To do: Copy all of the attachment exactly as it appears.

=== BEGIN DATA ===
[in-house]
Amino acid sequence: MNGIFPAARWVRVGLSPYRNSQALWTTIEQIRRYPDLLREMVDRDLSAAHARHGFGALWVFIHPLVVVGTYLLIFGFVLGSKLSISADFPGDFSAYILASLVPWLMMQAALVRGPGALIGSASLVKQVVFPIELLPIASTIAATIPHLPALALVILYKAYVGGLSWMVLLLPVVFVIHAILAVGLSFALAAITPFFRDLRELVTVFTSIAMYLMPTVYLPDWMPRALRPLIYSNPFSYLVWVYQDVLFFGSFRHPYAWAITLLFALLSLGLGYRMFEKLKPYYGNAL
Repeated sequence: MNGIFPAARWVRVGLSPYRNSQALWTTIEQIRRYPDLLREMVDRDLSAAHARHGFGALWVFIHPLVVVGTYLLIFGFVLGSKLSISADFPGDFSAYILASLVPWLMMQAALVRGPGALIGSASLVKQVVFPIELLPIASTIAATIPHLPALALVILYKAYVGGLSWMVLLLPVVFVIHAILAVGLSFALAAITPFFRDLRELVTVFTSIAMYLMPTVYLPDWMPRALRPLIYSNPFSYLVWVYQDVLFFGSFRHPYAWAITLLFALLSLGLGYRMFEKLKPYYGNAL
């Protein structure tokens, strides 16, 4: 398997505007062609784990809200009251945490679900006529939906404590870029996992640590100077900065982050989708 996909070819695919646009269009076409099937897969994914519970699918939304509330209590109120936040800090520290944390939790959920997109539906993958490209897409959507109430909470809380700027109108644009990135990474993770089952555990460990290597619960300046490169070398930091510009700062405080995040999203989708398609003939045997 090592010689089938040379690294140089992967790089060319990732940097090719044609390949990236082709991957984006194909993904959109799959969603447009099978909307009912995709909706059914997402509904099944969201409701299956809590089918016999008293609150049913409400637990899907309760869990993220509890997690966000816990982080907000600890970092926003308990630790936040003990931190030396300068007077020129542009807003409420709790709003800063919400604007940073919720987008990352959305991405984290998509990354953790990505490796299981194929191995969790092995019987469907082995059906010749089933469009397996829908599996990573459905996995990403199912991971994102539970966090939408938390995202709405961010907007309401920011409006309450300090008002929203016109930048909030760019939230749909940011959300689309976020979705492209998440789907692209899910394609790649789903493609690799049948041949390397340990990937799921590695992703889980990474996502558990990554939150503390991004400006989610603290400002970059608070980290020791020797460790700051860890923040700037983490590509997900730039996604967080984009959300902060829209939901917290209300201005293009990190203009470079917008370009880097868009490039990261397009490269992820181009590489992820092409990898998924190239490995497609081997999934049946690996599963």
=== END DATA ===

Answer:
[in-house]
Amino acid sequence: MNGIFPAARWVRVGLSPYRNSQALWTTIEQIRRYPDLLREMVDRDLSAAHARHGFGALWVFIHPLVVVGTYLLIFGFVLGSKLSISADFPGDFSAYILASLVPWLMMQAALVRGPGALIGSASLVKQVVFPIELLPIASTIAATIPHLPALALVILYKAYVGGLSWMVLLLPVVFVIHAILAVGLSFALAAITPFFRDLRELVTVFTSIAMYLMPTVYLPDWMPRALRPLIYSNPFSYLVWVYQDVLFFGSFRHPYAWAITLLFALLSLGLGYRMFEKLKPYYGNAL
Repeated sequence: MNGIFPAARWVRVGLSPYRNSQALWTTIEQIRRYPDLLREMVDRDLSAAHARHGFGALWVFIHPLVVVGTYLLIFGFVLGSKLSISADFPGDFSAYILASLVPWLMMQAALVRGPGALIGSASLVKQVVFPIELLPIASTIAATIPHLPALALVILYKAYVGGLSWMVLLLPVVFVIHAILAVGLSFALAAITPFFRDLRELVTVFTSIAMYLMPTVYLPDWMPRALRPLIYSNPFSYLVWVYQDVLFFGSFRHPYAWAITLLFALLSLGLGYRMFEKLKPYYGNAL
């Protein structure tokens, strides 16, 4: 398997505007062609784990809200009251945490679900006529939906404590870029996992640590100077900065982050989708 996909070819695919646009269009076409099937897969994914519970699918939304509330209590109120936040800090520290944390939790959920997109539906993958490209897409959507109430909470809380700027109108644009990135990474993770089952555990460990290597619960300046490169070398930091510009700062405080995040999203989708398609003939045997 090592010689089938040379690294140089992967790089060319990732940097090719044609390949990236082709991957984006194909993904959109799959969603447009099978909307009912995709909706059914997402509904099944969201409701299956809590089918016999008293609150049913409400637990899907309760869990993220509890997690966000816990982080907000600890970092926003308990630790936040003990931190030396300068007077020129542009807003409420709790709003800063919400604007940073919720987008990352959305991405984290998509990354953790990505490796299981194929191995969790092995019987469907082995059906010749089933469009397996829908599996990573459905996995990403199912991971994102539970966090939408938390995202709405961010907007309401920011409006309450300090008002929203016109930048909030760019939230749909940011959300689309976020979705492209998440789907692209899910394609790649789903493609690799049948041949390397340990990937799921590695992703889980990474996502558990990554939150503390991004400006989610603290400002970059608070980290020791020797460790700051860890923040700037983490590509997900730039996604967080984009959300902060829209939901917290209300201005293009990190203009470079917008370009880097868009490039990261397009490269992820181009590489992820092409990898998924190239490995497609081997999934049946690996599963």